If the closure of Zhang’s laboratory is evidence of a conspiracy or cover-up, it’s not at all clear what purpose it was supposed to serve. The Chinese health authorities had already revealed the existence of the virus, so they were obviously not going to be able to keep the sequence to themselves forever. And, by now, everyone knew that a new coronavirus related to SARS-CoV-1 was responsible for the outbreak of pneumonia in Wuhan. It looks like researchers at the Chinese CDC simply wanted to be the first to publish this data so they could take all the credit. According to Li Yize, a virologist working on coronaviruses at the University of Pennsylvania who was consulted by the Associated Press, this is probably the reason for their irritation. The Associated Press also talked to six people familiar with the system, who explained that the Chinese CDC “has long promoted staff based on how many papers they can publish in prestigious journals, making scientists reluctant to share data.”

I’m certainly not about to defend the Chinese CDC’s conduct here—the WHO and other countries needed the genome to develop tests for the virus in the event that it spread outside China (which in fact had already happened), but I don’t see in what sense this can be called a “cover-up.” It’s just the kind of petty competition that is unfortunately very common in science. By publishing the genome without informing the Chinese health authorities, Zhang deprived researchers at the Chinese CDC of the advantage they had over other scientists who didn’t have the data. It also forced the other three labs that had sequenced the virus to rush and publish their sequences, which they all did on January 12th. According to the Associated Press, however, they only did so after obtaining approval from the National Health Commission. The Chinese health authorities probably closed Zhang’s lab to punish him for not going through them before publishing the genome. This was doubtless intended to send a message to other researchers and to ensure that they would respect the chain of command before releasing any information on the virus. This kind of over-reaction and punishment by example is unfortunately how the bureaucracy in an authoritarian country keeps people in line, but it doesn’t show the Chinese authorities were engaged in a cover-up.

Decontamination of the seafood market

Something similar can be said about the decision by the local authorities to close Huanan Seafood Market and disinfect it on December 31st. This was previously believed to have happened on January 1st, but according to a very detailed account published by the Wall Street Journal in May, professional disinfection crews started spraying the market the day before. This too raised suspicions that the Chinese authorities were trying to destroy evidence, but a far more plausible explanation is that they panicked in an attempt to prevent further infections. At the time, everyone, including the “whistleblowers,” thought that the market was the source of the infection, so this is exactly the kind of response that might be expected from people who had just realised that a lethal virus was spreading there. And, in fact, although the authorities decontaminated the market almost immediately, some samples were nonetheless collected.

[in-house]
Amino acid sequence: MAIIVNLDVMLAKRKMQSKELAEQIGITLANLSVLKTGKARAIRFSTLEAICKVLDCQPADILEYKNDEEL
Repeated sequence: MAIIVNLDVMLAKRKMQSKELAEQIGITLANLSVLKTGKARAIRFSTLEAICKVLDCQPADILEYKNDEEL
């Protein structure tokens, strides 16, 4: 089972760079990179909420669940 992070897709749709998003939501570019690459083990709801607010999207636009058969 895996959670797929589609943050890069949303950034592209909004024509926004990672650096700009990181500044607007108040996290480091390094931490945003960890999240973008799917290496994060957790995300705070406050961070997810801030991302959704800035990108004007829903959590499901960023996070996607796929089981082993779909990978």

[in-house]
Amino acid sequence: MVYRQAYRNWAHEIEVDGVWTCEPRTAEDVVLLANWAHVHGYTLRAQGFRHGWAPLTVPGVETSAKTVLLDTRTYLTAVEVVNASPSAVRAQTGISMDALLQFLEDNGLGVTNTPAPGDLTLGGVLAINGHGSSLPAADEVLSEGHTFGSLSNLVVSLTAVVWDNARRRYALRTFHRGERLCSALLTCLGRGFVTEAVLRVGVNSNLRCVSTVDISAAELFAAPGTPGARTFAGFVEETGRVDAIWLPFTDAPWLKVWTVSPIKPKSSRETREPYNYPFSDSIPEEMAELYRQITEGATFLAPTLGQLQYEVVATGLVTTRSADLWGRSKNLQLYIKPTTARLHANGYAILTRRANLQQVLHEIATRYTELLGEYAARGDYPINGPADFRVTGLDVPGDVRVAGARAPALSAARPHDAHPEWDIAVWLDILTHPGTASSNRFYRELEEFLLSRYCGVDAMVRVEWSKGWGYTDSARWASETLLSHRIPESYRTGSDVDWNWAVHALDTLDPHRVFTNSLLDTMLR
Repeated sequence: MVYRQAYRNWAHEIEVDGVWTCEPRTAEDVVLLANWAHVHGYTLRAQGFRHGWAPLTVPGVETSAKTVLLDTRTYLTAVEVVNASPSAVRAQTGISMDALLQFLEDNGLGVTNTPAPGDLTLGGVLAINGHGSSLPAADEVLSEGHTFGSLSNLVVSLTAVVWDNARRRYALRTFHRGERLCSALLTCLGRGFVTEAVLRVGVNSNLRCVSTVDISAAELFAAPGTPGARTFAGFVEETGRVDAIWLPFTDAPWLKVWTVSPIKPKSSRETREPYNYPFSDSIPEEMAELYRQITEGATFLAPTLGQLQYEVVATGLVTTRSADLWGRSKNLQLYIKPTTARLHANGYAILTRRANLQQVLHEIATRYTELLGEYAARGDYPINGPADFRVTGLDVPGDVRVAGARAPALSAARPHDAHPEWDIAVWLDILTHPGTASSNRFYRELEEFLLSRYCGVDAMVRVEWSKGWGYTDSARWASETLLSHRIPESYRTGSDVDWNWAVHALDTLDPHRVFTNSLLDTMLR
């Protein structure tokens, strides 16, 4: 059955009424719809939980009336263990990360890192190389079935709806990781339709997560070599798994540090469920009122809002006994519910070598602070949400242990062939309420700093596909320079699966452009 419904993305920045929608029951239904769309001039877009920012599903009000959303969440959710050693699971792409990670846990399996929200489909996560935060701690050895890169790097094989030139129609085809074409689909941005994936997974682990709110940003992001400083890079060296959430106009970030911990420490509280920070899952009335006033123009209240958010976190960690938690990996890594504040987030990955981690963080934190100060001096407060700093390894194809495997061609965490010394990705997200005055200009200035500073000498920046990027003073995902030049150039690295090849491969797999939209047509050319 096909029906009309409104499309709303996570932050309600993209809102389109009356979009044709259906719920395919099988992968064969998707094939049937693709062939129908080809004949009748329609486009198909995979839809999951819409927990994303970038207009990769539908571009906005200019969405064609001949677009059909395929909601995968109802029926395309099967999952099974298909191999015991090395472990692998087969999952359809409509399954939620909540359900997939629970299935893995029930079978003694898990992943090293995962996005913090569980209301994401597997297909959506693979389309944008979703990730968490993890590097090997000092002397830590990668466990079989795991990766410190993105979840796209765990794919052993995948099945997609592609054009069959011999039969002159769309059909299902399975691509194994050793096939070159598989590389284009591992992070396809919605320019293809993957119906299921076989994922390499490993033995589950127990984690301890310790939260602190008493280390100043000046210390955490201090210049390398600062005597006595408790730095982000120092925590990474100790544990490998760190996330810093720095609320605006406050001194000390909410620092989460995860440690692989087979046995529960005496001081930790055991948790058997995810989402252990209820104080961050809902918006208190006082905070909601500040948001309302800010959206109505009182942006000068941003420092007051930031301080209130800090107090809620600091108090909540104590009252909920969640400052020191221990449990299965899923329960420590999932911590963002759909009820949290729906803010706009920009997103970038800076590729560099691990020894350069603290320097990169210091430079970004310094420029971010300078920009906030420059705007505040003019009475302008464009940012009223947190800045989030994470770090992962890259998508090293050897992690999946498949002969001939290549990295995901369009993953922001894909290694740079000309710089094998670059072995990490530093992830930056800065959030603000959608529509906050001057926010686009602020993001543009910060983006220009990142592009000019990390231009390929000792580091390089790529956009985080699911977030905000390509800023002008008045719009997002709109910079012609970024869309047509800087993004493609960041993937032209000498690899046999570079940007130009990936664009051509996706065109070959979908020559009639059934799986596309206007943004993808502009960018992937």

However, the Chinese health authorities have provided almost no details about these samples or the results of the tests they performed, even though the market was closed more than six months ago. At the end of January, state media reported that SARS-CoV-2 had been detected in 33 out of 585 environmental samples collected at the market, 31 of which were taken from the area in which stalls selling wildlife were concentrated. On February 9th, five genetic sequences found in environmental samples collected at the market were uploaded on GISAID (with accession IDs EPI_ISL_408511 to EPI_ISL_408515), three of which are partial. The Chinese health authorities refused to answer questions about this until the end of May.

No sequences found in the samples collected from animals were ever uploaded and it wasn’t until May 25th that the director the Chinese CDC announced that no virus had been detected in any of the samples taken from animals in the market. According to the Wall Street Journal, Chinese officials had already confirmed that no animal there had tested positive on January 31st during a meeting of the World Organisation for Animal Health. However, according to Ian Lipkin, a virologist at Columbia University who visited Wuhan at the end of January and spoke to the Wall Street Journal in May, the Chinese health authorities were not able to determine which animals they came from. Of course, that’s assuming the traces of the virus found in environmental samples collected at the market came from animals and not from humans, which is not obvious. If none of the samples collected from animals at the market tested positive, it’s weird that Chinese officials waited so long to confirm this finding and refused to answer questions about it for months.